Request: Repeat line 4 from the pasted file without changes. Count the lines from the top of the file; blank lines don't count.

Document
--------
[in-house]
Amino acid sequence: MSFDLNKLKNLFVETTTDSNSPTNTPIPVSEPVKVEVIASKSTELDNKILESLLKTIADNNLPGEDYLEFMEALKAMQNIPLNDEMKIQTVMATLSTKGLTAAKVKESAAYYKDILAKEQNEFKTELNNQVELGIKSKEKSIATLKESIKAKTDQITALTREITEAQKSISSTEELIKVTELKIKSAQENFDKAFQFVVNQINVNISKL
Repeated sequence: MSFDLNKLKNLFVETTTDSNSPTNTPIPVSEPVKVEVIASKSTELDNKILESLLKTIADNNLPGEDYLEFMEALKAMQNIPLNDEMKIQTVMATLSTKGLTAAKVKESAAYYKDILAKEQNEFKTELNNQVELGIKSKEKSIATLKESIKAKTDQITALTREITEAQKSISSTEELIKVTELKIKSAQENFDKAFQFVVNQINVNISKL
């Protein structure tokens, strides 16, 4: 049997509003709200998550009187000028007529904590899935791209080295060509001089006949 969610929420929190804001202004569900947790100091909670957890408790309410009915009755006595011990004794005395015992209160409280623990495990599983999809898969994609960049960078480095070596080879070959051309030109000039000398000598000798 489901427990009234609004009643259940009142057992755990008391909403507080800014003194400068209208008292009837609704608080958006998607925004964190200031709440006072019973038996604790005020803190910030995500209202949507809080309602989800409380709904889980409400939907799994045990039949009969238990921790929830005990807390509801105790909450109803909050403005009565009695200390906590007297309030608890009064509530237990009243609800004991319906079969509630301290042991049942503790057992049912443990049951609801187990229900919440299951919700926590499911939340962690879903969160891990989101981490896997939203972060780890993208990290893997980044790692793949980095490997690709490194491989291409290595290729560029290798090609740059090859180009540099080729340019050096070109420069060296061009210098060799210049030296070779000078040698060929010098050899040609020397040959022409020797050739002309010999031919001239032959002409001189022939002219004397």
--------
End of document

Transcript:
């Protein structure tokens, strides 16, 4: 049997509003709200998550009187000028007529904590899935791209080295060509001089006949 969610929420929190804001202004569900947790100091909670957890408790309410009915009755006595011990004794005395015992209160409280623990495990599983999809898969994609960049960078480095070596080879070959051309030109000039000398000598000798 489901427990009234609004009643259940009142057992755990008391909403507080800014003194400068209208008292009837609704608080958006998607925004964190200031709440006072019973038996604790005020803190910030995500209202949507809080309602989800409380709904889980409400939907799994045990039949009969238990921790929830005990807390509801105790909450109803909050403005009565009695200390906590007297309030608890009064509530237990009243609800004991319906079969509630301290042991049942503790057992049912443990049951609801187990229900919440299951919700926590499911939340962690879903969160891990989101981490896997939203972060780890993208990290893997980044790692793949980095490997690709490194491989291409290595290729560029290798090609740059090859180009540099080729340019050096070109420069060296061009210098060799210049030296070779000078040698060929010098050899040609020397040959022409020797050739002309010999031919001239032959002409001189022939002219004397």